Prior to the SUSE Annual Conference, our CEO, David Cameron, participated in the Economy and Fair Work Committee which was discussing the Disability Employment Gap.

During the 90-minute session, alongside Oxana Macgregor-Gunn (SAMH) and Ashley Ryan (Enable Works), they discussed a wide range of topics, including:

  • The move in delivery model from Fair Start Scotland (FSS) to No One Left Behind (NOLB) and the impact of local employability partnerships (LEPs).
  • The Supported Employment Review.
  • What more the Government could do to reduce the DEG.

The discussion initially focused on the impact of LEPs to deliver policies that are bespoke to their local area. The panel stated that the impact of NOLB is unclear and they have concerns whether the needs of disabled people are being met. They advocated for more co-production and inclusion of disabled people in decisions that affect them. Disabled people do not get choices about the service they can use – there is often only one service in an area. This needs to change. This topic was debated further at the SUSE Conference during the panel discussion.

The need for a Quality Standard for Supported Employment

David highlighted the issues in our sector, specifically the investment required for staff and skills development and, recognising that employment policy can differ between local authorities, how a Quality Standard for Supported Employment would ensure a service level that disabled people could expect across all parts of Scotland.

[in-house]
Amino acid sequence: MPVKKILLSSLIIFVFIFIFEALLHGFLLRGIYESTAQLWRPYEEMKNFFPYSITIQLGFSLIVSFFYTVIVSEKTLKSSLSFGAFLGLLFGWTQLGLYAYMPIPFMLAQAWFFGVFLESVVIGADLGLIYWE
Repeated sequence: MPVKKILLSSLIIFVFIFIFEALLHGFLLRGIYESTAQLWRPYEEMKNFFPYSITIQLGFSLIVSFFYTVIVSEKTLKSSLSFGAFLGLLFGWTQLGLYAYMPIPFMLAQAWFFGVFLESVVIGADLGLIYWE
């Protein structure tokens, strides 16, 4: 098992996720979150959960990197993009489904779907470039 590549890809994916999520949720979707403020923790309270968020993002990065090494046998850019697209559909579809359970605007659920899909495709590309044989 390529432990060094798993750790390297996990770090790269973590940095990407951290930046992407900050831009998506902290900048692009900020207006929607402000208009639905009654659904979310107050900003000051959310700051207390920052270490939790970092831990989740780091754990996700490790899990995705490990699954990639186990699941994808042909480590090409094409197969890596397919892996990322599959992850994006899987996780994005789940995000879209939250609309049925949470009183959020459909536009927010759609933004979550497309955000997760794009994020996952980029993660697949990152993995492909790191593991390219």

With regards to the Supported Employment Review, David said, “There are many elements in it that we were very excited about. I had some conversations with senior civil servants in 2023 about some preliminary ideas for implementation. There has literally been nothing since.”

David highlighted that Scottish Government were invited to the SUSE Conference to give an update on the Review. “I felt that we could not have another Conference at which we did not mention it, because it feels as though it has been forgotten about it; it has disappeared.

We are keen to see the review recommendations taken forward. We understand the financial constraints and I suppose that there must now be a question of where the responsibility for implementation sits. Is it with central Government? Is it with local authorities? We look forward to seeing something resolved and some progress on that, particularly.”

Ashley confirmed that they have found their greatest success with local authorities who invest heavily in Supported Employment, a prime example of this has been seen in Edinburgh where there is multi-year structure for investment.

“From our point of view, local authorities that heavily invest in and understand the need for (Supported Employment) programmes see the greatest success” confirmed Ashley. There was a recognition that in some cases the smaller local authorities potentially do not have the resources that the larger local authorities have to implement large-scale supported employment provision.